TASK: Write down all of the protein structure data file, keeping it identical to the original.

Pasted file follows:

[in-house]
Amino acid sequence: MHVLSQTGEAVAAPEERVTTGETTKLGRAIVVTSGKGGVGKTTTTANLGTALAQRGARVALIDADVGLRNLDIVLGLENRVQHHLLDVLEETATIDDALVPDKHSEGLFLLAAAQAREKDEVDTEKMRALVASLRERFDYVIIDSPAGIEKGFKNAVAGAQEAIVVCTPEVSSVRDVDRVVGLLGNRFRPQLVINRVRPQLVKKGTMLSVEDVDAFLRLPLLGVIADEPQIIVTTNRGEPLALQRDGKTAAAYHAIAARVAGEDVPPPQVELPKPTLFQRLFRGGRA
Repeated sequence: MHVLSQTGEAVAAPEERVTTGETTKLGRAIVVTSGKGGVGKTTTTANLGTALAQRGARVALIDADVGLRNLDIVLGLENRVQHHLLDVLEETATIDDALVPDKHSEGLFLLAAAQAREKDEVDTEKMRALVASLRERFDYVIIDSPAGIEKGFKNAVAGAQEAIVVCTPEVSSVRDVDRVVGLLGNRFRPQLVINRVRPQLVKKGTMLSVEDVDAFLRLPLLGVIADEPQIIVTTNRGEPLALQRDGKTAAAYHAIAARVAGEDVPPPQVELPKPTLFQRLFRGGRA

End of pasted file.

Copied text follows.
[in-house]
Amino acid sequence: MHVLSQTGEAVAAPEERVTTGETTKLGRAIVVTSGKGGVGKTTTTANLGTALAQRGARVALIDADVGLRNLDIVLGLENRVQHHLLDVLEETATIDDALVPDKHSEGLFLLAAAQAREKDEVDTEKMRALVASLRERFDYVIIDSPAGIEKGFKNAVAGAQEAIVVCTPEVSSVRDVDRVVGLLGNRFRPQLVINRVRPQLVKKGTMLSVEDVDAFLRLPLLGVIADEPQIIVTTNRGEPLALQRDGKTAAAYHAIAARVAGEDVPPPQVELPKPTLFQRLFRGGRA
Repeated sequence: MHVLSQTGEAVAAPEERVTTGETTKLGRAIVVTSGKGGVGKTTTTANLGTALAQRGARVALIDADVGLRNLDIVLGLENRVQHHLLDVLEETATIDDALVPDKHSEGLFLLAAAQAREKDEVDTEKMRALVASLRERFDYVIIDSPAGIEKGFKNAVAGAQEAIVVCTPEVSSVRDVDRVVGLLGNRFRPQLVINRVRPQLVKKGTMLSVEDVDAFLRLPLLGVIADEPQIIVTTNRGEPLALQRDGKTAAAYHAIAARVAGEDVPPPQVELPKPTLFQRLFRGGRA